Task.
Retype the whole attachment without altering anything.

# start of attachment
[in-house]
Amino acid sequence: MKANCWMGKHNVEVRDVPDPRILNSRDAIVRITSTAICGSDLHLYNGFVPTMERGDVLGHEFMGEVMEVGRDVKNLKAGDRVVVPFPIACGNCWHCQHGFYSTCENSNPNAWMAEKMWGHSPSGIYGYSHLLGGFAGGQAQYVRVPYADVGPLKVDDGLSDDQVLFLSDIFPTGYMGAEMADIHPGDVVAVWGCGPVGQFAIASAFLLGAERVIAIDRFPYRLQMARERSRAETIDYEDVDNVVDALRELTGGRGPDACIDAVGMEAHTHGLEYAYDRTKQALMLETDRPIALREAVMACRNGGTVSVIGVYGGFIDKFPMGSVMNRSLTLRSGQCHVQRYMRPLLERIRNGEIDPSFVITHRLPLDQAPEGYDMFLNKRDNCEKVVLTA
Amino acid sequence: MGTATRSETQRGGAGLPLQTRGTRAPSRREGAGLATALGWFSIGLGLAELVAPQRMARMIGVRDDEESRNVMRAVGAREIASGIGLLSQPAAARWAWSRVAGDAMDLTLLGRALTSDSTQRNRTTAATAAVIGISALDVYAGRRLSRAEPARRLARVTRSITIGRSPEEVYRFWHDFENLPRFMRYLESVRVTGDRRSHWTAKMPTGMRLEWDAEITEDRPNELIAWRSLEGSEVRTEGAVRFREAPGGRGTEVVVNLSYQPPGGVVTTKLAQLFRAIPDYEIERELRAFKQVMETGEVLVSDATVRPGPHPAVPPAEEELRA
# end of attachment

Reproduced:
[in-house]
Amino acid sequence: MKANCWMGKHNVEVRDVPDPRILNSRDAIVRITSTAICGSDLHLYNGFVPTMERGDVLGHEFMGEVMEVGRDVKNLKAGDRVVVPFPIACGNCWHCQHGFYSTCENSNPNAWMAEKMWGHSPSGIYGYSHLLGGFAGGQAQYVRVPYADVGPLKVDDGLSDDQVLFLSDIFPTGYMGAEMADIHPGDVVAVWGCGPVGQFAIASAFLLGAERVIAIDRFPYRLQMARERSRAETIDYEDVDNVVDALRELTGGRGPDACIDAVGMEAHTHGLEYAYDRTKQALMLETDRPIALREAVMACRNGGTVSVIGVYGGFIDKFPMGSVMNRSLTLRSGQCHVQRYMRPLLERIRNGEIDPSFVITHRLPLDQAPEGYDMFLNKRDNCEKVVLTA
Amino acid sequence: MGTATRSETQRGGAGLPLQTRGTRAPSRREGAGLATALGWFSIGLGLAELVAPQRMARMIGVRDDEESRNVMRAVGAREIASGIGLLSQPAAARWAWSRVAGDAMDLTLLGRALTSDSTQRNRTTAATAAVIGISALDVYAGRRLSRAEPARRLARVTRSITIGRSPEEVYRFWHDFENLPRFMRYLESVRVTGDRRSHWTAKMPTGMRLEWDAEITEDRPNELIAWRSLEGSEVRTEGAVRFREAPGGRGTEVVVNLSYQPPGGVVTTKLAQLFRAIPDYEIERELRAFKQVMETGEVLVSDATVRPGPHPAVPPAEEELRA